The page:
Wednesday, October 28, 2020

A Middle of The Road Decision on the Split of Authority on Pleading Recklessness

In the case of Seber v. Kline, No. CI-20-03109 (C.P. Lanc. Co. July 1, 2020 Brown, J.), the court sustained Preliminary Objections filed by a Defendant to allegations of recklessness and also struck a punitive damages claim from the matter in a case involving a motor vehicle accident. 
According to the Opinion, this matter involved a rear-end accident. 

When the Plaintiff filed suit, the Plaintiff included allegations of recklessness in the Complaint and also requested punitive damages as part of the gross negligence/recklessness claim. 

In response, the defense filed Preliminary Objections seeking to strike the allegations of gross negligence and recklessness in this rear-end accident case, as well as seeking to dismiss the claim for punitive damages. 

In his Opinion, Judge Brown cited to the case of Archibald v. Kemble, 971 A.2d 513, 519 (Pa. Super. 2009), appeal denied, 989 A.2d 914 (Pa. 2010) for the proposition that, under Pennsylvania tort law, recklessness is subsumed by and sounds in negligence. Judge Brown noted that the Superior Court in Archibald stated that, “even though we hold [the Plaintiff] must prove [the Defendant] acted recklessly, the cause of action remains, sounding in negligence.” 

Judge Brown also separately acknowledged that recklessness may be pled generally under Pa. R.C.P. 1019(b) as a condition of the mind. 

However, Judge Brown went on to note that there are “Two distinct types of recklessness. The first allows for punitive damages, and the second does not.” 

The court noted that the first type of recklessness, which may support claims of punitive damages, involve cases where the actor knows, or has reason to know of facts which create a high degree of risk of harm to another, and the actor still deliberately proceeds to act, or fails to act, in conscious disregard of, or indifference in that that risk. 

The court in this Seber case noted that the second type of recklessness is “where the actor has such knowledge or reason to know the facts, but does not realize or appreciate the high degree of risk involved, although a reasonable man in his position would do so.”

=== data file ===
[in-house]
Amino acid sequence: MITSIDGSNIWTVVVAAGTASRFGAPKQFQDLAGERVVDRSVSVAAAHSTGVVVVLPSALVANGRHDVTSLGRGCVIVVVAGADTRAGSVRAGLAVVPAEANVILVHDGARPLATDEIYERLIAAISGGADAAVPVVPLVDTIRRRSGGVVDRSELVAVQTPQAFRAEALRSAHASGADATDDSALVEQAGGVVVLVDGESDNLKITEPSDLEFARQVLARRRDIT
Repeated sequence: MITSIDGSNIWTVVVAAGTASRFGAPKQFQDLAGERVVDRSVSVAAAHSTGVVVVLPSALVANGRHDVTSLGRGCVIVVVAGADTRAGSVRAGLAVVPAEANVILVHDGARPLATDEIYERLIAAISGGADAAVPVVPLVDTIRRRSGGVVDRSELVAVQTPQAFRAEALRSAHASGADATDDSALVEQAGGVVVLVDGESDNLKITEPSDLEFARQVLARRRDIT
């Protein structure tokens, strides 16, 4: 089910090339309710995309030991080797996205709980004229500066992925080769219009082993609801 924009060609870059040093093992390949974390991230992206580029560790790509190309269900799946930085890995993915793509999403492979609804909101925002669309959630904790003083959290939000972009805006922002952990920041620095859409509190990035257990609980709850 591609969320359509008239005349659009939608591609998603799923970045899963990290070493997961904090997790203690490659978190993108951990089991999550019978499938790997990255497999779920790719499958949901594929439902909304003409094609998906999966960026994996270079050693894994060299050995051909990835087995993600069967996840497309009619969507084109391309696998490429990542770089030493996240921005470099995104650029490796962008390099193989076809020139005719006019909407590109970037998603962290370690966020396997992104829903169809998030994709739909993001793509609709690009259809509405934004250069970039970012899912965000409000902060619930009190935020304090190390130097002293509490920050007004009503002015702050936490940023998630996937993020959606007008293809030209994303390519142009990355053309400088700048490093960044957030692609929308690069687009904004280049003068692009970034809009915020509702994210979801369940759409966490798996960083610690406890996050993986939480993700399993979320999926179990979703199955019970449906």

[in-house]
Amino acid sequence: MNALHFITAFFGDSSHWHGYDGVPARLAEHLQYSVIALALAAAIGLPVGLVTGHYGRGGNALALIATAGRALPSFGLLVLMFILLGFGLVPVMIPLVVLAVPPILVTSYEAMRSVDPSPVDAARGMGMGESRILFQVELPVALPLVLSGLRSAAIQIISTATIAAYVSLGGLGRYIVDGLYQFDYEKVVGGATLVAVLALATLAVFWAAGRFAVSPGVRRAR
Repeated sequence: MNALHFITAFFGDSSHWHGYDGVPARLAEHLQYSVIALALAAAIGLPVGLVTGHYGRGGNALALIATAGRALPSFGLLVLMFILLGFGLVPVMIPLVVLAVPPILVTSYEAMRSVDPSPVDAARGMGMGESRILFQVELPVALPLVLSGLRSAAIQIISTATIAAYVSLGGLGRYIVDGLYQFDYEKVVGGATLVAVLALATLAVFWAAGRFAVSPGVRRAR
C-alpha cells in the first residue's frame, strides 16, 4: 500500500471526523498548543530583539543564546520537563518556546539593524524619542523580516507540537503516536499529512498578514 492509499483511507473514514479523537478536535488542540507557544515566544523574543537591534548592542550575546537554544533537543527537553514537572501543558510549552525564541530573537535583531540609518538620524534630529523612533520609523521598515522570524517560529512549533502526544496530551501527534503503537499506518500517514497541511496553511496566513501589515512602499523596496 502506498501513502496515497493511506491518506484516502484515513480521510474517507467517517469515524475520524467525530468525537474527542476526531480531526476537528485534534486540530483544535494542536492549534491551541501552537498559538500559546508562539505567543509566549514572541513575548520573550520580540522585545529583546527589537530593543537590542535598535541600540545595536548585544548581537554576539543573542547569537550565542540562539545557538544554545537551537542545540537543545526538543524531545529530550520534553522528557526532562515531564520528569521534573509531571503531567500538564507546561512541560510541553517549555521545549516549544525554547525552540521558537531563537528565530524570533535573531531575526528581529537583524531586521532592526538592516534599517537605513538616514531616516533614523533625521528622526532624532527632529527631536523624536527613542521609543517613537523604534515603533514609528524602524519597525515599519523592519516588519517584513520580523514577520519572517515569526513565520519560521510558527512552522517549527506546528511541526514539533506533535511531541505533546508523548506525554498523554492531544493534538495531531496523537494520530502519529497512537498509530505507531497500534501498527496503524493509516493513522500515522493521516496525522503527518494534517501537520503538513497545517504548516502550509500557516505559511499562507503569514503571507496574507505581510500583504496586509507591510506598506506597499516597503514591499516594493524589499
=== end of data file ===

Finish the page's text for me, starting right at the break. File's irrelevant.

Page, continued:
Judge Brown noted that, although claims of recklessness may be pled generally under the Pennsylvania Rules of Civil Procedure, the words ‘reckless’ ‘indifferent’ ‘willful’ ‘wanton,’ ‘willful misconduct,’ ‘wanton misconduct,’ and other similar words were "legally insufficient to support a demand for punitive damages" under the facts at issue in this case. See Op. at p. 4. 

More specifically, the court ruled that in this matter that the facts alleged by the Plaintiff in a matter involving a standard rear-end accident “are legally insufficient to support a demand for punitive damages.” See Op. at p. 4.  More specifically, Judge Brown ruled that “[e]ven when read in the light most favorable to Plaintiffs, no facts averred in the Complaint point to this being a case of more than mere negligence.” 

The court went on to note that the facts pled do not point to conduct that is malicious, wanton, reckless, willful, oppressive, or outrageous. The court additionally found that the facts stated in the Complaint failed to point to any state of mind that was intentional, reckless, or malicious. 

Rather, the court found that the facts pled in this simple rear-end accident case are the same types of facts used to support a showing of mere negligence only. As such, the court granted the Defendant’s Preliminary Objections to the claims of recklessness, gross negligence, and for punitive damages and struck them from the Complaint without leave to amend.

Anyone wishing to review a copy of this decision may click this LINK.

I send thanks to Attorney Kevin T. McGarry of the Lancaster, Pennsylvania office of Post & Schell, P.C. for bringing this case to my attention.

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